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Sick, and Tired of the Endless Paperwork

Sick, and Tired of the Endless Paperwork

We've been charged for seeing doctors we never met, and even for the armrests on my wife's wheelchair.
By Doug GarrNewsweek, June 21, 2004

When my wife, Meg, suffered a severe stroke that immobilized her left side, I knew we would be facing a grueling odyssey involving several hospitals, dozens of doctors and countless therapy sessions. What I wasn't prepared for was the American Way of Managed Health Care, a system that is bureaucratic and often dysfunctional. Yes, medical practitioners in the United States are generally considered among the best in the world, and my wife primarily had first-rate care, but their back-office practice—a business dominated by third-party payers—is badly run at worst and woefully confusing at best.

Meg's stroke occurred while we were vacationing in the south of France last summer. After being stabilized in the emergency room of a small hospital, she was transferred immediately to a large teaching hospital, where she received excellent treatment in a world-renowned stroke pavilion. When I received the bill for her 2-1/2-week stay at the Pasteur Hospital in Nice, I asked the deputy administrator for an itemized statement. I knew I'd need to show it to our health-insurance company—the one-page invoice for more than 20,000 euro wouldn't do. The administrator was puzzled. There were only two daily rates, he explained, one for soins intensifs—or intensive care—and another for non-acute care. There were no extra charges; the numerous ambulance transfers, MRI brain scans, X-rays and assorted tests associated with any serious injury or illness were all-inclusive. In fact, the only supplement was 10.67 euros—about $13—a day for food which, although not three-star bistro quality, was certainly a bargain, and better than anything you can eat in a U.S. hospital.

I'm not arguing that the French health-care system should be a world benchmark, but compared with what we faced when we returned home, it was a model of simplicity and efficiency. Of course, everything in American medical care is a la carte, and the invoices are so dense with codes and abbreviations, it's a wonder anyone can decipher them. I often wonder, how much does this cost the American public annually?

At one New York hospital, we received bills from doctors we'd never heard of, including one who charged for an office visit when Meg couldn't even get out of bed. The managed care provider's computer sent him a check without question. Had he not billed us for the co-payment I never would have noticed the error. Over the past few months, I spent hours clearing up these kinds of mistakes. A doctor friend who heads a department in a large hospital admitted that these kinds of complaints are all too common.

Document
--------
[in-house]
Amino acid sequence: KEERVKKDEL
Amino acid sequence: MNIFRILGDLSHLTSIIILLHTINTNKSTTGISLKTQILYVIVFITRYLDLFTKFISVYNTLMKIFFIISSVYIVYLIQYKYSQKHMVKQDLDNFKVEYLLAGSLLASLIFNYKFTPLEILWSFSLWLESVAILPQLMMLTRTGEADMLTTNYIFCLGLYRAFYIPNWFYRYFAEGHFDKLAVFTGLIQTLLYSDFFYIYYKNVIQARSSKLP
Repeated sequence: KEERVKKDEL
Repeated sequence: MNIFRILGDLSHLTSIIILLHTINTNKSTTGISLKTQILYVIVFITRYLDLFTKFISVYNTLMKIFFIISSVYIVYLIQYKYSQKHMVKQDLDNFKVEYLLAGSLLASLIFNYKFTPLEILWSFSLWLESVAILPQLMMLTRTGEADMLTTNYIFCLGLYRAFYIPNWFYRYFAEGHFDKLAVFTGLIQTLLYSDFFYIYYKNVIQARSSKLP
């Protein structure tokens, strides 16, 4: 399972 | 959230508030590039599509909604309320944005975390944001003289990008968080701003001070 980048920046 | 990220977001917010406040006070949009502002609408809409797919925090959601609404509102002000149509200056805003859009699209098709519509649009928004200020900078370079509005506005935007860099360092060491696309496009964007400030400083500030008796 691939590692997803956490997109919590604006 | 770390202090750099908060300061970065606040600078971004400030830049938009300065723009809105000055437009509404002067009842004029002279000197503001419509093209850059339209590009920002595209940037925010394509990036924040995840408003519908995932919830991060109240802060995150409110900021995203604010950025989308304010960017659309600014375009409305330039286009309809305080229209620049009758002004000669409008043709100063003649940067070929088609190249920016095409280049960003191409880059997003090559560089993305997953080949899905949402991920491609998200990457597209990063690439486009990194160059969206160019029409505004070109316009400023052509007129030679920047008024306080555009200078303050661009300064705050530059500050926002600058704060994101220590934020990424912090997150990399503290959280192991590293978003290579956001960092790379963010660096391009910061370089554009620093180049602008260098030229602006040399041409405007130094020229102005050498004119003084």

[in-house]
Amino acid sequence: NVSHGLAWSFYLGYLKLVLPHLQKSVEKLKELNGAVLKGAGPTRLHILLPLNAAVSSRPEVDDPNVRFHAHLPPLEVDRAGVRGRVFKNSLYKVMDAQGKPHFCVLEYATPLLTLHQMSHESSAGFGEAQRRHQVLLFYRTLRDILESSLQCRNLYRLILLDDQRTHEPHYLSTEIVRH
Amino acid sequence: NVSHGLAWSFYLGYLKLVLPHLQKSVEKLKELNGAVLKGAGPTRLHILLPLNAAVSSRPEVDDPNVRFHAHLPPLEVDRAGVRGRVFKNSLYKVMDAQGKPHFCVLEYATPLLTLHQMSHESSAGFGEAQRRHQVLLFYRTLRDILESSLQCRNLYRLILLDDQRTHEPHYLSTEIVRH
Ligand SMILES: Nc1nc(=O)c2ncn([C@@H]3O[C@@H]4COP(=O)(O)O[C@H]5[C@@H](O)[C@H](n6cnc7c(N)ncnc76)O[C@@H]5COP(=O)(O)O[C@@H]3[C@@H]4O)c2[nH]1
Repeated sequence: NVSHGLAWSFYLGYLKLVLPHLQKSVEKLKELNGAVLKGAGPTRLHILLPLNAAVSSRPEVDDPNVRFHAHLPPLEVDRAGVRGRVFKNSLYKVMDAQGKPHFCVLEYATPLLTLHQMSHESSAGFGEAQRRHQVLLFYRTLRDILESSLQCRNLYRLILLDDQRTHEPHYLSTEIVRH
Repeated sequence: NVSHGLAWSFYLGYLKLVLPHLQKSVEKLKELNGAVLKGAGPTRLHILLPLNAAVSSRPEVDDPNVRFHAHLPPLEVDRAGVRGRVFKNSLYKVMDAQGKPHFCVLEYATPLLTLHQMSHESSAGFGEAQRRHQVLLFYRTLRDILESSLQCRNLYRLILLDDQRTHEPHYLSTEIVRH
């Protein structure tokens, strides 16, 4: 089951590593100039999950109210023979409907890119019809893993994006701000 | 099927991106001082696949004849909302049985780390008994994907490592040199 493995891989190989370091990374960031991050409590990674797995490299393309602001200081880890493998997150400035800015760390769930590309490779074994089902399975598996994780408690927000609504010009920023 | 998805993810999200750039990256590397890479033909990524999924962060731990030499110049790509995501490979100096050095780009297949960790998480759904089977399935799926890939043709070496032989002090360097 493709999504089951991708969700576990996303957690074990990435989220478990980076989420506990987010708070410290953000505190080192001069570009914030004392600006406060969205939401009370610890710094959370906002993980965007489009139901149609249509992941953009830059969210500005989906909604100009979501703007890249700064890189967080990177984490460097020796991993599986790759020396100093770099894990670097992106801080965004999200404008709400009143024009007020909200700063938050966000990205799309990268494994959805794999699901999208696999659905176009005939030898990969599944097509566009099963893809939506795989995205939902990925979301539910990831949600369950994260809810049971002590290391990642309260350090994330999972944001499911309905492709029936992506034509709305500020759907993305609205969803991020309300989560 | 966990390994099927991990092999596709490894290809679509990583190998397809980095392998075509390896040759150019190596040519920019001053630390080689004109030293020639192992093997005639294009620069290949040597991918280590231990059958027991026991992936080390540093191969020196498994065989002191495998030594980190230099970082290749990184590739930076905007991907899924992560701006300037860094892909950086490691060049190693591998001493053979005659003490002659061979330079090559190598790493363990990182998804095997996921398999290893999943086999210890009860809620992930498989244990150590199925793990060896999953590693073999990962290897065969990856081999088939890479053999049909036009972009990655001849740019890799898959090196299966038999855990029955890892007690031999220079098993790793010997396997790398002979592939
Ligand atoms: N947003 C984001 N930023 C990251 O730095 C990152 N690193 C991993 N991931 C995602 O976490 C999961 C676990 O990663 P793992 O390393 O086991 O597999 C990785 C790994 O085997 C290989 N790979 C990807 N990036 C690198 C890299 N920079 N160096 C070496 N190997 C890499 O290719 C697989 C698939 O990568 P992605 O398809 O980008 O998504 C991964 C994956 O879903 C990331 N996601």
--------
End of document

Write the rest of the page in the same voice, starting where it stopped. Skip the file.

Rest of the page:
Meg's medical tab has reached nearly $300,000, which seems monumental, even given the nature of her catastrophic injury. Thankfully, we were covered for most of it. Yet $90,000 of that figure had little or nothing to do with patient care. Roughly 30 cents of each health-care dollar goes to administration, or the processing of paperwork. If that figure could be reduced by a third, even $30,000 would go a long way toward extending her rehab treatments. (Meg's 2004 benefits have run out.)

When Meg was finally discharged after spending 56 days in hospitals, we received co-payment bills for her medical equipment, including an itemized statement for every extra on her wheelchair (no, the brake extensions, foot pedals, armrest, anti-tip bars, seat and seat belt are not included). But the provider billed us two ways, one for leasing the chair and another for purchase. Even now, after numerous phone calls, I still don't know whether we own or are renting the wheelchair.

The outpatient rehab therapy sessions presented their own set of challenges. The hospital sent a number of bills—printed in alphanumeric codes—for additional thousands of dollars even though we made the proper co-payments at the time of treatment. Billing administrators barely raised an eyebrow when I told them I had spent too much time on hold and would no longer bother calling to dispute the charges. (We have since received automated early-morning phone calls asking us to contact the hospital.)

I've checked with others who have had protracted negotiations with health-care providers and insurers over complex medical treatment. They echo my frustration. Why is it incumbent on the recipient to spend countless hours rectifying the medical administration's mistakes? How much extra does this process add to the nation's annual health-care bill?

Medicare—our government-subsidized system that cares for the elderly—has a much better record in administrative costs. It spends between three and four cents of every dollar on paperwork and processing. A single-payer system is easier and cheaper to run. We've had a two-tier health-care system in the United States for a while, and only one tier works. Isn't it time for managed care to slim down and help its patients get better instead of burdening them with needlessly expensive paperwork?

Garr is a writer living in New York City.--